MAIDUGURI/WASHINGTON � The way Bana Umar tells it, VOA and other broadcasters helped convince him to leave Boko Haram.
Until the night of August 18, Umar was a fighter for the Islamist radical group, living at a camp in the vast Sambisa Forest, one of the group’s long-time strongholds in northeastern Nigeria.
The experience was certainly exciting. Umar says he served as a bodyguard for a commander, Abu Geidam, who he describes as very close to Abubakar Shekau, Boko Haram’s best known leader.
And he saw action across Nigeria’s Borno State. “I have been to war about six times,” he says. “I fought in Wulari. I fought in Bita. I participated in the fighting around Chad. I was in the group that repelled Nigerian soldiers whenever they ventured into Sambisa.”
But his conscience was just as active as his gun. When asked if what Boko Haram does is good and right, he says it is not, because the group attacks people “mercilessly and unjustly,” and in his view, manipulates Islam to its own violent ends.
Radio prompted him to make an escape plan. Umar says he heard promises from the Nigerian chief of army staff, General Tukur Buratai, that defectors from Boko Haram would be welcomed, not punished. And he heard how Boko Haram’s deadly ambushes and suicide bombings were received in the outside world.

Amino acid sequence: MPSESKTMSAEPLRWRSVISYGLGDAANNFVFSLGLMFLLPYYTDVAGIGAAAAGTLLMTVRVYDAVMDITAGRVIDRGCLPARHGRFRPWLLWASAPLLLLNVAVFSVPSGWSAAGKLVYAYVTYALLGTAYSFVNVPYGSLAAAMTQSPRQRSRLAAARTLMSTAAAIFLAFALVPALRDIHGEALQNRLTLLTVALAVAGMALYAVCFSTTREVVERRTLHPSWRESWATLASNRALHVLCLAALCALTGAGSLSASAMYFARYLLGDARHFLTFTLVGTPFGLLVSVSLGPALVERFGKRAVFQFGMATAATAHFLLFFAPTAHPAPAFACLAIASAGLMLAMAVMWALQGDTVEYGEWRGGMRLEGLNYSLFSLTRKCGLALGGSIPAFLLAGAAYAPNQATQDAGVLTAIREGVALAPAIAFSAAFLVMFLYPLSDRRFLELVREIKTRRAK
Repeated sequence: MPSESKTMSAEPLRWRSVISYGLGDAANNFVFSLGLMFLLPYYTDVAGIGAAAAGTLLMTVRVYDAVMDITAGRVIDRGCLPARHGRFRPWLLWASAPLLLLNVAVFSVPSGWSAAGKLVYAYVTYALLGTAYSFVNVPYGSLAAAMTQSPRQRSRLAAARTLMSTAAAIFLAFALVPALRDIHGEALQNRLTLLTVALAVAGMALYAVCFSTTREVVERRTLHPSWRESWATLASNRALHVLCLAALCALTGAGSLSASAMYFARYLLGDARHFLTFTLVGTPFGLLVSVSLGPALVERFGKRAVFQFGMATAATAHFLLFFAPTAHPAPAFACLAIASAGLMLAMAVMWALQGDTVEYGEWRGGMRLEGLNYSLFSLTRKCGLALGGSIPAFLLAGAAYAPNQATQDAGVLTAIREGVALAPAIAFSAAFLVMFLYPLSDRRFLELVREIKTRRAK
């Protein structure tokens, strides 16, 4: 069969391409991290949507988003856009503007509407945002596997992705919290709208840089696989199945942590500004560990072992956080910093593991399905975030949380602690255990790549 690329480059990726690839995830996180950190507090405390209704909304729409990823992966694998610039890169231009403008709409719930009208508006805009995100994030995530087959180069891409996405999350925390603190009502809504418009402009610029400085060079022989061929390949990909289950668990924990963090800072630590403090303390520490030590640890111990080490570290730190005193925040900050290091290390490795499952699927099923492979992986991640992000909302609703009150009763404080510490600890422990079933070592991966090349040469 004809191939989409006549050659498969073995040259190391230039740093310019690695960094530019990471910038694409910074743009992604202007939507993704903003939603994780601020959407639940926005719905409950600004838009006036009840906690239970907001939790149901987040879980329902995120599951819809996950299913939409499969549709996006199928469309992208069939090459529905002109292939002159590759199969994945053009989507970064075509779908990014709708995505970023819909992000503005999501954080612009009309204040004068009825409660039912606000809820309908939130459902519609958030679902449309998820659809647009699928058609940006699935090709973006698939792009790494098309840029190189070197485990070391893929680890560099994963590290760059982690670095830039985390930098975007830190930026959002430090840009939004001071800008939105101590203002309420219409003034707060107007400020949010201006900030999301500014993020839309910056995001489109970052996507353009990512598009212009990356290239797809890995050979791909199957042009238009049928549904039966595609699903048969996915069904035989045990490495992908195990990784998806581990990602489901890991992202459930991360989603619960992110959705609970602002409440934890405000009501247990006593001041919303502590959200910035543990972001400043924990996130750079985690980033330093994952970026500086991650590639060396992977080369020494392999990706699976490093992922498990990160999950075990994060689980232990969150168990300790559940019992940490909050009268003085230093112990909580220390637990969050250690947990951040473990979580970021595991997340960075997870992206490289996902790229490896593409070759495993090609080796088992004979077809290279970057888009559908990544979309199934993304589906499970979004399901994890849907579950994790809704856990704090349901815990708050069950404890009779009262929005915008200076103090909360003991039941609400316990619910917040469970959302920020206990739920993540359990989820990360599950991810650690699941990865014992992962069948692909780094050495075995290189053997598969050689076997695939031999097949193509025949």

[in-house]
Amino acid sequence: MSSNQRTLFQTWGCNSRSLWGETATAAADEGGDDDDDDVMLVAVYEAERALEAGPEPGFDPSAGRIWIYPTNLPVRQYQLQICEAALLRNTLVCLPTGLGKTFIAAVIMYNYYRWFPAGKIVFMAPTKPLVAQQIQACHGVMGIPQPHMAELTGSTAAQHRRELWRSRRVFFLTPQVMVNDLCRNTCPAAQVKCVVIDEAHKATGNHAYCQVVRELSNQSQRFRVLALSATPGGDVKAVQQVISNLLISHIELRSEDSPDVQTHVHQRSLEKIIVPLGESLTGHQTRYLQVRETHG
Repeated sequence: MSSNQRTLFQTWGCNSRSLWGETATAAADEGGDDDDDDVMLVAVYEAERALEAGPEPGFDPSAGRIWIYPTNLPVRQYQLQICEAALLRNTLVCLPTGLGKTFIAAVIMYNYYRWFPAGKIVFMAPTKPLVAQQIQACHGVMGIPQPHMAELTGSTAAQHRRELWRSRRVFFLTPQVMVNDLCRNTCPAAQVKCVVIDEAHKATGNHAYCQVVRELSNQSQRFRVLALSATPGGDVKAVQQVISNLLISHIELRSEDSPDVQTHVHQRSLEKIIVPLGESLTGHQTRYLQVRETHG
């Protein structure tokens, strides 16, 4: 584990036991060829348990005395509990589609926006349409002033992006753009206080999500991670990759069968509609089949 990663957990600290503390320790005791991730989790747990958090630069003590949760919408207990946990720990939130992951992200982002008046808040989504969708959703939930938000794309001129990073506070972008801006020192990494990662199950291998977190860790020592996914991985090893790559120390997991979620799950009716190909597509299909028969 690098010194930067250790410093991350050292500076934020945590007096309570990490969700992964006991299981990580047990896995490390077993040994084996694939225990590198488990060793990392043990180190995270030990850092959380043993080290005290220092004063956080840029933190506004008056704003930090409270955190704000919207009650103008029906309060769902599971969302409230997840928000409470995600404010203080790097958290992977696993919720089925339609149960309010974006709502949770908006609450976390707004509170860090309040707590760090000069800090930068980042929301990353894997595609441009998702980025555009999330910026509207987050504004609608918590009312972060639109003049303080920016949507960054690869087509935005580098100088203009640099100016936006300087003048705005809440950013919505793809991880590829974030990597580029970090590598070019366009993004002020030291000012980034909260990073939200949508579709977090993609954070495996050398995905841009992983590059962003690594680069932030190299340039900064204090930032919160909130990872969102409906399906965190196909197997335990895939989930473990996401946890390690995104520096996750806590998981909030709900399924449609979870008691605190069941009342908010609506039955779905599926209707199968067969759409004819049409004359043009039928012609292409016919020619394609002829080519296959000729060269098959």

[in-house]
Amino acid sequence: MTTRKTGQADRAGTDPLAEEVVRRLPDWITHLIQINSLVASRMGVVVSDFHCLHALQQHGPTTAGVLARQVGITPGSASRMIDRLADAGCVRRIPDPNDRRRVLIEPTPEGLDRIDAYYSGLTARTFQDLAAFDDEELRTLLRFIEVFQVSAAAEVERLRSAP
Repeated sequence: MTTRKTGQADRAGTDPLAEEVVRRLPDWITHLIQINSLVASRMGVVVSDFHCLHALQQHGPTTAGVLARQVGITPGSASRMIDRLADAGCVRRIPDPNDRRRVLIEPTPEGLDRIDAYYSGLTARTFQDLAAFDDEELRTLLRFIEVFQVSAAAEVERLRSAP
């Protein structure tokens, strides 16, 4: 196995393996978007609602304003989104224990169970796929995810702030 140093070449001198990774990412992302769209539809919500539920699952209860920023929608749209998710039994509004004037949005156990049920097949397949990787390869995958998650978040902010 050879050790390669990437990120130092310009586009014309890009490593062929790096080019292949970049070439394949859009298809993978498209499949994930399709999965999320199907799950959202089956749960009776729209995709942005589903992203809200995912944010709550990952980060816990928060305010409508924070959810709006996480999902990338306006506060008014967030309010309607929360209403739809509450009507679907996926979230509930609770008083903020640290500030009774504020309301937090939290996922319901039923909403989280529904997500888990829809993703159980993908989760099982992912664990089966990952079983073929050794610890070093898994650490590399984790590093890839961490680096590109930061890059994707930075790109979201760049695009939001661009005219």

“Many of us listened to radio stations like BBC and VOA,” he says. “I listened to these radio stations frequently to the extent that when I laid down to sleep I would be thinking of what I heard. I realized that all our activities were evil. We killed. We stole. We dispossessed people of their properties in the name of religion. But what we are doing is not religion. Finally I got fed up with the group.”
Umar is now in the Borno state capital, Maiduguri, after fleeing the Boko Haram camp. He described his experiences this week in an interview with VOA Hausa Service reporter Haruna Dauda. His comments, translated from Hausa, provide insight into how the militants recruit and retain fighters and are managing to survive in the face of a multi-nation offensive.
Persuaded to join, scared to leave
Umar is 27 years old and hails from Banki, a town on Nigeria’s border with Cameroon. Until 2014, he made his living as a cell phone repairman and burning CDs.
But that year, Boko Haram overran the town. Umar says his friend, Abu Mujaheed, lured him into becoming a member of the group. All Nigerians are infidels, and only the followers of Abubakar Shekau are true Muslims, Mujaheed said. Join and you can fight to kill all the infidels.
Umar joined, but says he quickly got scared and wanted to run. He didn’t, he says, because Abu Mujaheed told him he would be killed if he tried to escape.
Asked this week if that was true, Umar said there is no doubt about it. “Even mere rumor or allegation that someone is contemplating leaving the group would lead to the killing of the person,” he says.
He says Boko Haram also discouraged defectors by telling them General Buratai’s promise of amnesty for any escapee was a ruse.